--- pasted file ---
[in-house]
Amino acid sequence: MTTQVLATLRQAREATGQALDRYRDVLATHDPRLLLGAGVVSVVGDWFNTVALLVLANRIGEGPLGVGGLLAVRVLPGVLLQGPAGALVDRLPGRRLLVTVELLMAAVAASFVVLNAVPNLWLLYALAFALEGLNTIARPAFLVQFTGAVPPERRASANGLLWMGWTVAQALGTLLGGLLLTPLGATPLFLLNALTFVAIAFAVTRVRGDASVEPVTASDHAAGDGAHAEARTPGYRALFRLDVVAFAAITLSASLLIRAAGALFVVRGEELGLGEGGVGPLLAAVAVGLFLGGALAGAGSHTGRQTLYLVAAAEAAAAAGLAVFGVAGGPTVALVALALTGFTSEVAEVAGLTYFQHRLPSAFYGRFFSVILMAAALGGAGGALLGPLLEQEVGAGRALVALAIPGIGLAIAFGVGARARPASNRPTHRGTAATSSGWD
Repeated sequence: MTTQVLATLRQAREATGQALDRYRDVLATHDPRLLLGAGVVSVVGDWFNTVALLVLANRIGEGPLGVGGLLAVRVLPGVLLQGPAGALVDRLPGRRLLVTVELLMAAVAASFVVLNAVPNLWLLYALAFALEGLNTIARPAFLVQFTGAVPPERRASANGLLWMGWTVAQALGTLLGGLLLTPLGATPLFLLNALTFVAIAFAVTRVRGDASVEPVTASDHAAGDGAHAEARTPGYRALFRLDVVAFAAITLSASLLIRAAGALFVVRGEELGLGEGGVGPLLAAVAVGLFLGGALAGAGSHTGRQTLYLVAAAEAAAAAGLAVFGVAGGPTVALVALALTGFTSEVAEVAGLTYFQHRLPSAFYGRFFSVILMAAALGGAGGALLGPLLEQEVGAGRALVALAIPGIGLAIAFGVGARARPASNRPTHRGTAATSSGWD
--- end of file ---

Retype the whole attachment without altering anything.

[in-house]
Amino acid sequence: MTTQVLATLRQAREATGQALDRYRDVLATHDPRLLLGAGVVSVVGDWFNTVALLVLANRIGEGPLGVGGLLAVRVLPGVLLQGPAGALVDRLPGRRLLVTVELLMAAVAASFVVLNAVPNLWLLYALAFALEGLNTIARPAFLVQFTGAVPPERRASANGLLWMGWTVAQALGTLLGGLLLTPLGATPLFLLNALTFVAIAFAVTRVRGDASVEPVTASDHAAGDGAHAEARTPGYRALFRLDVVAFAAITLSASLLIRAAGALFVVRGEELGLGEGGVGPLLAAVAVGLFLGGALAGAGSHTGRQTLYLVAAAEAAAAAGLAVFGVAGGPTVALVALALTGFTSEVAEVAGLTYFQHRLPSAFYGRFFSVILMAAALGGAGGALLGPLLEQEVGAGRALVALAIPGIGLAIAFGVGARARPASNRPTHRGTAATSSGWD
Repeated sequence: MTTQVLATLRQAREATGQALDRYRDVLATHDPRLLLGAGVVSVVGDWFNTVALLVLANRIGEGPLGVGGLLAVRVLPGVLLQGPAGALVDRLPGRRLLVTVELLMAAVAASFVVLNAVPNLWLLYALAFALEGLNTIARPAFLVQFTGAVPPERRASANGLLWMGWTVAQALGTLLGGLLLTPLGATPLFLLNALTFVAIAFAVTRVRGDASVEPVTASDHAAGDGAHAEARTPGYRALFRLDVVAFAAITLSASLLIRAAGALFVVRGEELGLGEGGVGPLLAAVAVGLFLGGALAGAGSHTGRQTLYLVAAAEAAAAAGLAVFGVAGGPTVALVALALTGFTSEVAEVAGLTYFQHRLPSAFYGRFFSVILMAAALGGAGGALLGPLLEQEVGAGRALVALAIPGIGLAIAFGVGARARPASNRPTHRGTAATSSGWD